This absurd romantic comedy with Betty Grable and Don Ameche is the film that lured Miranda off Broadway and into the Hollywood orbit... Appropriately enough, the movie opens with a close-up of Carmen singing a binligual version of "Down South American Way," as silly and corny a song as you could imagine. She also gets a featured spot with not one, but two, numbers, portraying herself as the headliner at some glitzy nightclub in Buenos Aires, and it's fascinating to watch her veer between measured calculation and transcendent, effortless charm. The film is full of truly awful stereotypes -- latin lotharios, lazy cab drivers, pompous petty officials, etc. -- but Carmen gets treated with respect, shown as the glamourous Brazilian superstar she was, and it's really her own band backing her up, so the sambas are for real. Dumb plot, great performances.

"That Night In Rio" (20th Century Fox, 1941)

"Weekend In Havana" (20th Century Fox, 1941)

"Springtime In The Rockies" (20th Century Fox, 1942)
Carmen gets a big speaking part in this one, as Rosita Murphy, the half-Irish Brazilian bombshell. Sure, the role's got grammatical malapropisms galore, but her character doesn't entirely get short shrift -- in fact, she saves the day at the end! Another good-natured Betty Grable romantic musical; the dialogue's not as snappy as other wartime flicks, but it's a cute film nonetheless.

"The Gang's All Here" (20th Century Fox, 1943)

"Four Jills In A Jeep" (20th Century Fox, 1944)

"Greenwich Village" (20th Century Fox, 1944)

"Something For The Boys" (20th Century Fox, 1944)

"Phantom Lady" (Universal, 1944)
Carmen's sister, Aurora Miranda, has a big speaking role as Estela Monteiro, a Brazilian stage diva tied up in a mysterious murder. This was Aurora's biggest Hollywood role; she apparently only made films in the USA for about a year (and presumably returned to Brasil not long after than that...) A fine film noir, well worth checking out.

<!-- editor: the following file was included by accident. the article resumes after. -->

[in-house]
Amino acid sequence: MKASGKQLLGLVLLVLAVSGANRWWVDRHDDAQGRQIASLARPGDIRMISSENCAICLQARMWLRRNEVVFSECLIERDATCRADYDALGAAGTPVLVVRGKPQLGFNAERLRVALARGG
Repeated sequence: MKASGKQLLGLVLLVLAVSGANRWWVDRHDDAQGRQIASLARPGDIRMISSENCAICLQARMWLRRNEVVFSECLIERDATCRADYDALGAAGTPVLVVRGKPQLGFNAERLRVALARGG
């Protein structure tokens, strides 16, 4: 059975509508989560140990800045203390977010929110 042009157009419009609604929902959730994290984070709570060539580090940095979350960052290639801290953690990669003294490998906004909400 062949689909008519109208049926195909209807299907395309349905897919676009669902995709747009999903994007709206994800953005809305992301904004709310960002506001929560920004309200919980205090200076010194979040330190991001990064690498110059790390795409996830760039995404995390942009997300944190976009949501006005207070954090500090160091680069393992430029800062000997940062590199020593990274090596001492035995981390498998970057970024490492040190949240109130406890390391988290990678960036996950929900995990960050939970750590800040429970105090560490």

"Doll Face" (1946)

"If I'm Lucky" (1946)

"Copacabana" (1947)
With Groucho Marx...

"A Date With Judy" (MGM, 1948)
A bland teen comedy set in the bobbysoxer era, starring drippy Jane Powell as the heroine of the title, and a teenaged Liz Taylor as her catty, manipulative nemesis. Carmen Miranda plays a dance instructor who teaches Judy's fusty father (Wallace Beery) how to dance the rhumba. Although dressed in one of her dowdiest outfits, Carmen still manages to scandalize everyone with her (mild) hip-shaking and bumps and grinds. Bandleader Xavier Cugat also appears, playing himself. An adaptation of a long-running radio show; there was also a comicbook version for a while.

"Nancy Goes To Rio" (MGM, 1950)

"Scared Stiff" (1953)


"Brazilian Bombshell: The Biography Of Carmen Miranda"
By Martha Gil-Romero
(Donald I. Fine, 1989)

"Bananas Is My Business" (Fox Lorber Films, 1998)
Helena Solberg's documentary raises some tough questions about Miranda's kitschy image, and the international politics of popular culture. Unfortunately, the strong subject matter falls victim to the narcissistic imposition of the narrator's "own" experience of the Miranda mythology. Likewise, the fab archival footage is undermined by the use of staged, "dramatized" images of Carmen imitators enacting symbolic scenes... It's a fatuous, distracting style of filmmaking; documentary as personal therapy, at the expense of otherwise compelling material. Worth checking out, with plenty of great archival material, but irritating.

Links and Resources

  • The Maria-Brazil website has a nice Carmen Miranda page, including information on the biographical film that came out recently.

  • In addition to a couple of excellent compilations of Carmen Miranda recordings, Revivendo Musicas has several discs that include tracks by her sister, Aurora. This label is a must for anyone looking into the early roots of samba cancao.

  • Bright Lights movie e-zine has a nice article about "Bananas Is My Business," thoughtfully investigating the issues of camp vs. colonialist culture...